4 Jun

Soli the Kamakli lives right below us. Now before all you politically correct people pounce on me for calling someone less abled (kam = less, akl=brains), I must hasten to inform you that I am merely faithfully reproducing matters as they stand. And since you are unlikely to storm the almost 100-year-old Parsi bastion of high ceilings and cool corridors that is our common abode, demanding a change in title for him, you must be content with Soli the Kamakli.

Truth be told, I don’t know his last name. Nor can I hazard a guess about his age. He’s always been around, you see. Loping rapidly and uncoordinatedly to the door as we climbed up the stairs, peering out of the peep hole in silence, and then yodeling our names as we ran past, his long, comical face stretching even further into an eternal oblong.

Soli the Kamakli is a lonely man. He lives with Viru, his man Friday, who makes three additional salaries a month by renting out the extra rooms of the house to newly-arrived job-seekers in Bombay. He is also a rich man, the heir to millions and the owner of a South Bombay Parsi housing colony. It is widely murmured among the old families of the neighborhood that there lies a curse on the Kamakli family: no heir shall be able to enjoy his/her wealth. His mother inherited a fortune, but died crazed and clueless. Madness lurks in their genes, you can see it in the crackling dilation of their irises, but for us, Soli the Kamakli is a much-loved fixture who sing-songs daily as we go past, telling us we’ve forgotten him, of how the world has no time, asking after each member of our home, making us stop a while and smile and shush the twinges of guilt we feel about being such busybodies.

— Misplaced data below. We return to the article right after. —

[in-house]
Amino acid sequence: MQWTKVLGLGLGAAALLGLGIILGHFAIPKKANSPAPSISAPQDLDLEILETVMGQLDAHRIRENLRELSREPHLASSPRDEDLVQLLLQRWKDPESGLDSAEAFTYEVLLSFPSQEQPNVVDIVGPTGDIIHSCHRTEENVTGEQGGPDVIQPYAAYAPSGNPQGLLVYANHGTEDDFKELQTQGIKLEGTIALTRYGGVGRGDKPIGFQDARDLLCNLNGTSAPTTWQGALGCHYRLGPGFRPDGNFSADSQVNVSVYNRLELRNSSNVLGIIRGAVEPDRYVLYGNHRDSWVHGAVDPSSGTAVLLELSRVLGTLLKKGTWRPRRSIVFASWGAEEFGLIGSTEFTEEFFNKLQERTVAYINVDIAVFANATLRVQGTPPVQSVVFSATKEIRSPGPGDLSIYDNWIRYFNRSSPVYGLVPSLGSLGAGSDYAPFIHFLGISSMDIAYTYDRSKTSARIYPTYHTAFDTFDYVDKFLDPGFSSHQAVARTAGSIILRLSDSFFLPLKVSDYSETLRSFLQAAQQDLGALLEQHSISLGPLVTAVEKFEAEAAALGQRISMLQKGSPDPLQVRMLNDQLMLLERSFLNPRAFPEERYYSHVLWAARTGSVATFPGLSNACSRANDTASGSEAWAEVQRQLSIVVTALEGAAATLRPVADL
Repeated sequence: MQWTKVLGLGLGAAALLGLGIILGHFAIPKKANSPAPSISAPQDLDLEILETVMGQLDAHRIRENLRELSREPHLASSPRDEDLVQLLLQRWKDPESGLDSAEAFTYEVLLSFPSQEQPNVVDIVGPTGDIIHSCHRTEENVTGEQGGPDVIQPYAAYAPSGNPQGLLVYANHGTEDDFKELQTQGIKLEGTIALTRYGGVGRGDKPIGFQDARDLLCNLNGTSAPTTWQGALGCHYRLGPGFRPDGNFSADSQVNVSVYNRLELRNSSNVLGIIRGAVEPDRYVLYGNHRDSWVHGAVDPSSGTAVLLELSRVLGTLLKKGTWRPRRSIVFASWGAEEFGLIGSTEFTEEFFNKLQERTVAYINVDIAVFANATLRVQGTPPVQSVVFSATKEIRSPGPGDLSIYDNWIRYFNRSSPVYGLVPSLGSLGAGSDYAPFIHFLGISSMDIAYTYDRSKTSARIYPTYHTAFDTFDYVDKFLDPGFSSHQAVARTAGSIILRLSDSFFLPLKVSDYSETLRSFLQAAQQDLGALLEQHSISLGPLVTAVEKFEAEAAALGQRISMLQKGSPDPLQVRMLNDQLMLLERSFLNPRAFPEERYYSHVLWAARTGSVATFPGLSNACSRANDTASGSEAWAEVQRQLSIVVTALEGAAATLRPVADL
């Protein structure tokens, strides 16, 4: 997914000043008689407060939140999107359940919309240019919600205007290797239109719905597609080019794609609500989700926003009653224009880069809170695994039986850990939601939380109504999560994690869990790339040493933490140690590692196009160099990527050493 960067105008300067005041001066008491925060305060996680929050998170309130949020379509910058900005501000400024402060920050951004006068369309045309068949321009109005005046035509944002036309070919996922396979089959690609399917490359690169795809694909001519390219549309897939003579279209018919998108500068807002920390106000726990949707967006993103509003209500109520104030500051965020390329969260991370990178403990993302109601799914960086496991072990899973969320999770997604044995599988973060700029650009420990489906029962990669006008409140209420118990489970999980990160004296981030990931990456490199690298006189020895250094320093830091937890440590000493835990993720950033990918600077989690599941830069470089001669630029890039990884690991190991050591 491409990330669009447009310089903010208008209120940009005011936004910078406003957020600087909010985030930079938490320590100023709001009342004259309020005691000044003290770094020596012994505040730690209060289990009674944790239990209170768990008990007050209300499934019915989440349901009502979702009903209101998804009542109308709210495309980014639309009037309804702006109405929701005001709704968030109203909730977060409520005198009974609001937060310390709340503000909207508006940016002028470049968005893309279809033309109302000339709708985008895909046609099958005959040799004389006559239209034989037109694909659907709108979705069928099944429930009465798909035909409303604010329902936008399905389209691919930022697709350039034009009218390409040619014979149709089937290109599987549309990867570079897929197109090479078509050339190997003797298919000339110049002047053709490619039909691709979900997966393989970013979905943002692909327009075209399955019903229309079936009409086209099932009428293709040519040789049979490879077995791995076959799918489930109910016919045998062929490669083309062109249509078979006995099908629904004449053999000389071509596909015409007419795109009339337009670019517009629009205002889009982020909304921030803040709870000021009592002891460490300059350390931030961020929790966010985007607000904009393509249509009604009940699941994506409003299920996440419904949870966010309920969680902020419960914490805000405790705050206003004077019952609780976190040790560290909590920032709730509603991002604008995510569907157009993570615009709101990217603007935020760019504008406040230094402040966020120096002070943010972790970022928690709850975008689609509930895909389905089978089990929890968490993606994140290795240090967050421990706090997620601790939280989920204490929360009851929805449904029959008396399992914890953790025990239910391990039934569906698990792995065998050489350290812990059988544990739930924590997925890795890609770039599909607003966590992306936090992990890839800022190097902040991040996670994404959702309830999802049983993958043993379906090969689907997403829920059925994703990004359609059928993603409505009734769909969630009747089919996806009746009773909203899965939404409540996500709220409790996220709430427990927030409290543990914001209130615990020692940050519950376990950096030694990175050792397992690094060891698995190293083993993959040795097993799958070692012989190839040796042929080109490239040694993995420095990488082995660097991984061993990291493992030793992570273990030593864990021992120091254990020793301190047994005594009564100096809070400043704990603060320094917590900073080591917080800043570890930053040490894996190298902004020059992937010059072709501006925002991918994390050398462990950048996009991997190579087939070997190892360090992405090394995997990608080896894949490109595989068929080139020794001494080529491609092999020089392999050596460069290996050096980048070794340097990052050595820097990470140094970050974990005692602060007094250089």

Soli the Kamakli is a young old man, an ageless creature of antiquity, a sane man in an insane world and a clock that cuckoos the slipping of time. It’s been years since school and college, so many of us have moved out, swapped continents, returned and traversed mind-zones, but our time-trained ears are still treated to the sound of shuffling feet, a peep-hole shutter being lifted and the precise hush before our name is warbled.

I don’t know why I told you about Soli the Kamakli. He is not a famous man, or even a clever one. He didn’t discover relativity or father babies that resemble gamboling puppies. He lives his long days in sky blue bush shirts and starched white pyjamas and worn leather slippers that scrape soothingly. It is strange to be aware of one’s mortality at 30, but I realize that life is seeping us by. And I want to cling on, just a little while longer, to a time when my name is yodeled twice daily and a flute-like voice declares I have forgotten its owner. The stairs won’t be the same without Soli the Kamakli. Until then, I’m making sure I get plenty of exercise.

17 Responses to “Unhurried”

  1. errormsg! June 4, 2009 at 10:19 am #

    There you were, mourning batteries and sibling sweat…suddenly out of the blue (bush shirt?) springs an ode to life, growing up, growing out and holding on. Took me back to my childhood in the lanes of Kolkata… and i am grateful.

    OJ is back, and how 🙂

  2. In love with my life June 4, 2009 at 3:52 pm #

    My office is very close to a Parsi colony…and i see a lot of elderly folk on my way home. I look to make sure all the familiar faces are around, each evening.
    Peek into glimpses on cool corridors and wonder how many stories they hold..

    Good to have you back OJ.

  3. dipali June 4, 2009 at 6:48 pm #

    This was lovely, OJ. I guess Soli looks forward to at least one particular set of footsteps everyday:)

  4. M...... June 5, 2009 at 12:36 am #

    Is it time yet to say …Good to have you back??? ..
    am saying it nevertheless 🙂

    Did I mention you were missed?

    And am sorry for being thoughtless 🙂

  5. Meluhhan June 5, 2009 at 4:39 am #

    Another Leonard Nimoy fan! I’ll be back for more orange wisdom. Long live and prosper! 🙂